Sid Meier’s Civilization was one of the most addicting games of my life. I feel like I could have learned several new programming languages in the weeks and months I spent building pixelated empires, warring with foreign nations, pursuing brand new technology, and losing everything in an inferno of digital destruction. I was pleasantly surprised to hear that Iain M. Banks shared the addiction and that his Culture novel Excession was in part inspired by it. In an interview with SFX Magazines, Banks said:
“Inventing a world where you have different laws of physics, that would be about the ultimate version of Civilization. That’s part of where the idea of Outside Context Problems came from, you’re getting along really well and then this great battleship comes steaming in and you think, well my wooden sailing ships are never going to be able to deal with that. But when I started Excession I deleted Civilization off my hard drive.”
Excession is one of my favorite Culture books and I loved the way it focused on the Minds and the mystery behind the excession itself. The humans, though, seemed like they were tacked on, unnecessary accessories that distracted from the main attraction (I especially struggled with Ulver Seich, who threw a fit for not being able to bring her furry pets on a mission for Special Circumstance). It was only when I viewed them from the context of Civilization that the book took on an entirely different meaning.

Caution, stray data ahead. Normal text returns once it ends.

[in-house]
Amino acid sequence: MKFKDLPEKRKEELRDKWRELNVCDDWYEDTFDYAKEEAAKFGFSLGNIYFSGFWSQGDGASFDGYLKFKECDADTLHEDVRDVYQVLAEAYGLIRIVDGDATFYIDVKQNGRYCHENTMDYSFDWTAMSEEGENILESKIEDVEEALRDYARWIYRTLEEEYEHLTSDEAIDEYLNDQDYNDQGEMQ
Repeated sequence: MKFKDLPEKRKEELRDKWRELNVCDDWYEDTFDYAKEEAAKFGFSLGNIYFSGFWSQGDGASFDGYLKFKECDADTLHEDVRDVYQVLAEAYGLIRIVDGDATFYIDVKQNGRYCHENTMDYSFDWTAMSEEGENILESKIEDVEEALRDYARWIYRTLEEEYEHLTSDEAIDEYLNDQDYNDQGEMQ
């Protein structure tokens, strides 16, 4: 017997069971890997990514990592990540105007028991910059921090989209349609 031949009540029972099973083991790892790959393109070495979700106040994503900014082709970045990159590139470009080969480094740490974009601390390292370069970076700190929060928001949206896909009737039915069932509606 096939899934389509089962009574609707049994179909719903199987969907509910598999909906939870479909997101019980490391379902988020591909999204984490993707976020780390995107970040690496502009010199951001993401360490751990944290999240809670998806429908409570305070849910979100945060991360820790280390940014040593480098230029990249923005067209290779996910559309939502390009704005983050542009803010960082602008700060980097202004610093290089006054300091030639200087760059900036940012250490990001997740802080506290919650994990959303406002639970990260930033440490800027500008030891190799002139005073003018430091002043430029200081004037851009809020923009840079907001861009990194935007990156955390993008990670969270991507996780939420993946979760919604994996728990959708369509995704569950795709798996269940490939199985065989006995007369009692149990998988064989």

Outside Context Problem
Civilization was developed by MicroProse and the original DOS version was released in 1991 (the screenshots in this article are from the Super Nintendo version though the gameplay is more or less identical). Designed by Sid Meier, it was an evolution of his earlier game, Rail Tycoon, that also incorporated elements of the board game with the same name, Civilization. In essence, you begin at the dawn of humanity, take a group of settlers, build an empire, and engage in turn-based strategy that can best be summed up in the 4X philosophy: eXplore, eXpand, eXploit, and eXterminate. Civ, as people often called it, sucked away countless hours of my life. I was always trying to take one extra move, conquer one more city, and buy an additional building. That additional turn quickly became a whole evening and often seeped into the early morning. Creating another road, setting up irrigation, chasing after the wheel so I could create an army of chariots, moving another pair of units on a trireme while keeping it close to land, dispatching soldiers to take care of a landing party of barbarians, and carefully navigating my way around an alliance with the Egyptians was all part of the campaign. Alternative histories never had so many alternatives. In one timeline, the Roman Empire never fell and lasted until the space age. In another, the Aztecs built atomic bombs.
I first heard about the game from friends who regaled me with stories of their global conquests. Everyone had a different story, a narrative complete with arc, twist, and denouement. It was like a childhood Chautauqua, kids gathering around and swapping Civ stories, tips, and tragedies. My imagination ran wild as I heard about the wily AI, the race for arms, the espionage and all-out combat. I have to admit, I was somewhat disappointed when I first saw the graphics as they were so basic compared to everything I’d conjured in my head. Ironically, the primitive graphics ended up working better because they served as symbols rather than literal interpretations of the forces at work, spurring my imagination as it had my friends. Meier was said to have made it more heavily text based in initial versions, but went back to a more graphic gameplay because it was more entertaining.